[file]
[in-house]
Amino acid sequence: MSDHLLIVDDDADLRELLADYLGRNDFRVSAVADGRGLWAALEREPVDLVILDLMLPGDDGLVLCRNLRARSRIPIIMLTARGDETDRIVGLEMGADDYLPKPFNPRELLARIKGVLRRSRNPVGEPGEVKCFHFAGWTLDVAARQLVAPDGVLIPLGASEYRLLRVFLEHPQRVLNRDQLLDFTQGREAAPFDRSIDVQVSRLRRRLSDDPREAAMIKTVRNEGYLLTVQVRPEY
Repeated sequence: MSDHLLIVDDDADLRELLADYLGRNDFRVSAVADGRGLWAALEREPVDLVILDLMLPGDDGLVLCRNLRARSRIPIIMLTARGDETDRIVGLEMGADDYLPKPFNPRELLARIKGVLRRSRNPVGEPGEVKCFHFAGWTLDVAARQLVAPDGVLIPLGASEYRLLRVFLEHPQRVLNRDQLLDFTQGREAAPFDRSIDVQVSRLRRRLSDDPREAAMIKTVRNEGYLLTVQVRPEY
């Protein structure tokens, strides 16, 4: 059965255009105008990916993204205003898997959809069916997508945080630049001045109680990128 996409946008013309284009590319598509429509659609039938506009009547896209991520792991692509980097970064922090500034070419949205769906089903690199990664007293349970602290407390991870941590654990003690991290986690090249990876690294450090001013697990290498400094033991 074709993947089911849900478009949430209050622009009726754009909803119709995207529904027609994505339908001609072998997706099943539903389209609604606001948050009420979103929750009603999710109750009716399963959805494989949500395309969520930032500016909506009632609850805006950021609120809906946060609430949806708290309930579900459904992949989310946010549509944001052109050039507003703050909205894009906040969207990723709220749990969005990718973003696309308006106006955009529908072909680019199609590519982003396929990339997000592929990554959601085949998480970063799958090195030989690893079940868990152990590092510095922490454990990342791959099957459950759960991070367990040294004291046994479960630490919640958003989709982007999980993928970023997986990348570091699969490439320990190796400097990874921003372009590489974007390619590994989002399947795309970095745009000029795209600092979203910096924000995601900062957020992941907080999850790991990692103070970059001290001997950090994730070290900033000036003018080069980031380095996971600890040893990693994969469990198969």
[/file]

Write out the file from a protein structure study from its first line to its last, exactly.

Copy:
[in-house]
Amino acid sequence: MSDHLLIVDDDADLRELLADYLGRNDFRVSAVADGRGLWAALEREPVDLVILDLMLPGDDGLVLCRNLRARSRIPIIMLTARGDETDRIVGLEMGADDYLPKPFNPRELLARIKGVLRRSRNPVGEPGEVKCFHFAGWTLDVAARQLVAPDGVLIPLGASEYRLLRVFLEHPQRVLNRDQLLDFTQGREAAPFDRSIDVQVSRLRRRLSDDPREAAMIKTVRNEGYLLTVQVRPEY
Repeated sequence: MSDHLLIVDDDADLRELLADYLGRNDFRVSAVADGRGLWAALEREPVDLVILDLMLPGDDGLVLCRNLRARSRIPIIMLTARGDETDRIVGLEMGADDYLPKPFNPRELLARIKGVLRRSRNPVGEPGEVKCFHFAGWTLDVAARQLVAPDGVLIPLGASEYRLLRVFLEHPQRVLNRDQLLDFTQGREAAPFDRSIDVQVSRLRRRLSDDPREAAMIKTVRNEGYLLTVQVRPEY
């Protein structure tokens, strides 16, 4: 059965255009105008990916993204205003898997959809069916997508945080630049001045109680990128 996409946008013309284009590319598509429509659609039938506009009547896209991520792991692509980097970064922090500034070419949205769906089903690199990664007293349970602290407390991870941590654990003690991290986690090249990876690294450090001013697990290498400094033991 074709993947089911849900478009949430209050622009009726754009909803119709995207529904027609994505339908001609072998997706099943539903389209609604606001948050009420979103929750009603999710109750009716399963959805494989949500395309969520930032500016909506009632609850805006950021609120809906946060609430949806708290309930579900459904992949989310946010549509944001052109050039507003703050909205894009906040969207990723709220749990969005990718973003696309308006106006955009529908072909680019199609590519982003396929990339997000592929990554959601085949998480970063799958090195030989690893079940868990152990590092510095922490454990990342791959099957459950759960991070367990040294004291046994479960630490919640958003989709982007999980993928970023997986990348570091699969490439320990190796400097990874921003372009590489974007390619590994989002399947795309970095745009000029795209600092979203910096924000995601900062957020992941907080999850790991990692103070970059001290001997950090994730070290900033000036003018080069980031380095996971600890040893990693994969469990198969």